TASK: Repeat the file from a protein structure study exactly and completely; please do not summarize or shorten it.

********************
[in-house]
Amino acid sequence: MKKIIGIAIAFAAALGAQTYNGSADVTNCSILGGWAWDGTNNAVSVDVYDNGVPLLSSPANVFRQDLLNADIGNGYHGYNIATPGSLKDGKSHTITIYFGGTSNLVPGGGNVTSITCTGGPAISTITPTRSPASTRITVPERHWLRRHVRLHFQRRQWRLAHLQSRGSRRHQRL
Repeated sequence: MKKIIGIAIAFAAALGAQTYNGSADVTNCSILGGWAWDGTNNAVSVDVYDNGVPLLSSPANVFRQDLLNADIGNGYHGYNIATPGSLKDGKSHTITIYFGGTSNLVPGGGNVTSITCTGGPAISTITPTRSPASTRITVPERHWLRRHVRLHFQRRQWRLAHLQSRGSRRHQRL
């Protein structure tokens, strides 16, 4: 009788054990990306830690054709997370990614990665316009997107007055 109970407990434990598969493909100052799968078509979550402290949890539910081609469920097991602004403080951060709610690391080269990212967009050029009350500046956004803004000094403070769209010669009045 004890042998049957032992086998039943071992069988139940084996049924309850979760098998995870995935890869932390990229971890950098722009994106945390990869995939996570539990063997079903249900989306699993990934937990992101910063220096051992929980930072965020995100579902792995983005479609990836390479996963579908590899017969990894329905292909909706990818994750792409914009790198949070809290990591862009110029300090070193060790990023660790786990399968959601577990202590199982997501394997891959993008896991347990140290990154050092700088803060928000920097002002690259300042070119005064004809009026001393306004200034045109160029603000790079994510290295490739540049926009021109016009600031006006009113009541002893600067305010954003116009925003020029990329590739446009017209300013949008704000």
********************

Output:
[in-house]
Amino acid sequence: MKKIIGIAIAFAAALGAQTYNGSADVTNCSILGGWAWDGTNNAVSVDVYDNGVPLLSSPANVFRQDLLNADIGNGYHGYNIATPGSLKDGKSHTITIYFGGTSNLVPGGGNVTSITCTGGPAISTITPTRSPASTRITVPERHWLRRHVRLHFQRRQWRLAHLQSRGSRRHQRL
Repeated sequence: MKKIIGIAIAFAAALGAQTYNGSADVTNCSILGGWAWDGTNNAVSVDVYDNGVPLLSSPANVFRQDLLNADIGNGYHGYNIATPGSLKDGKSHTITIYFGGTSNLVPGGGNVTSITCTGGPAISTITPTRSPASTRITVPERHWLRRHVRLHFQRRQWRLAHLQSRGSRRHQRL
């Protein structure tokens, strides 16, 4: 009788054990990306830690054709997370990614990665316009997107007055 109970407990434990598969493909100052799968078509979550402290949890539910081609469920097991602004403080951060709610690391080269990212967009050029009350500046956004803004000094403070769209010669009045 004890042998049957032992086998039943071992069988139940084996049924309850979760098998995870995935890869932390990229971890950098722009994106945390990869995939996570539990063997079903249900989306699993990934937990992101910063220096051992929980930072965020995100579902792995983005479609990836390479996963579908590899017969990894329905292909909706990818994750792409914009790198949070809290990591862009110029300090070193060790990023660790786990399968959601577990202590199982997501394997891959993008896991347990140290990154050092700088803060928000920097002002690259300042070119005064004809009026001393306004200034045109160029603000790079994510290295490739540049926009021109016009600031006006009113009541002893600067305010954003116009925003020029990329590739446009017209300013949008704000």